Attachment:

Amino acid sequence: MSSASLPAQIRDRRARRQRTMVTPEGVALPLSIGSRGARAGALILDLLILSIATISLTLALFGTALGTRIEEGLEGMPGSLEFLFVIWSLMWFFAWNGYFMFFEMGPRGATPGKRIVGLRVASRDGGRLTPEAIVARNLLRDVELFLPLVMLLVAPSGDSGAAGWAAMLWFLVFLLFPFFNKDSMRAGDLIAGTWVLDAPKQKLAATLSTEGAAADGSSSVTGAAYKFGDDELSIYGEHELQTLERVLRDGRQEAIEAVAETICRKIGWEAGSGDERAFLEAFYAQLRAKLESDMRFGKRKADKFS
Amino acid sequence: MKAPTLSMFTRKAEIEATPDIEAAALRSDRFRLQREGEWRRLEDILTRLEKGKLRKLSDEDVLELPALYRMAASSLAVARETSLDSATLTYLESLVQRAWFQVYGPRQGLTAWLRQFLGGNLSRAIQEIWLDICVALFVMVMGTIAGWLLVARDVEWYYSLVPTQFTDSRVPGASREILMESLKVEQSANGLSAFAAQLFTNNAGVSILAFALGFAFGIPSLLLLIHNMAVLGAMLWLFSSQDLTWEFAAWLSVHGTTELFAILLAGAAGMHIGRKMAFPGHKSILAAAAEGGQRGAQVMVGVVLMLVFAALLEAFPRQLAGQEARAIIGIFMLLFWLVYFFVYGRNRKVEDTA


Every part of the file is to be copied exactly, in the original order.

Amino acid sequence: MSSASLPAQIRDRRARRQRTMVTPEGVALPLSIGSRGARAGALILDLLILSIATISLTLALFGTALGTRIEEGLEGMPGSLEFLFVIWSLMWFFAWNGYFMFFEMGPRGATPGKRIVGLRVASRDGGRLTPEAIVARNLLRDVELFLPLVMLLVAPSGDSGAAGWAAMLWFLVFLLFPFFNKDSMRAGDLIAGTWVLDAPKQKLAATLSTEGAAADGSSSVTGAAYKFGDDELSIYGEHELQTLERVLRDGRQEAIEAVAETICRKIGWEAGSGDERAFLEAFYAQLRAKLESDMRFGKRKADKFS
Amino acid sequence: MKAPTLSMFTRKAEIEATPDIEAAALRSDRFRLQREGEWRRLEDILTRLEKGKLRKLSDEDVLELPALYRMAASSLAVARETSLDSATLTYLESLVQRAWFQVYGPRQGLTAWLRQFLGGNLSRAIQEIWLDICVALFVMVMGTIAGWLLVARDVEWYYSLVPTQFTDSRVPGASREILMESLKVEQSANGLSAFAAQLFTNNAGVSILAFALGFAFGIPSLLLLIHNMAVLGAMLWLFSSQDLTWEFAAWLSVHGTTELFAILLAGAAGMHIGRKMAFPGHKSILAAAAEGGQRGAQVMVGVVLMLVFAALLEAFPRQLAGQEARAIIGIFMLLFWLVYFFVYGRNRKVEDTA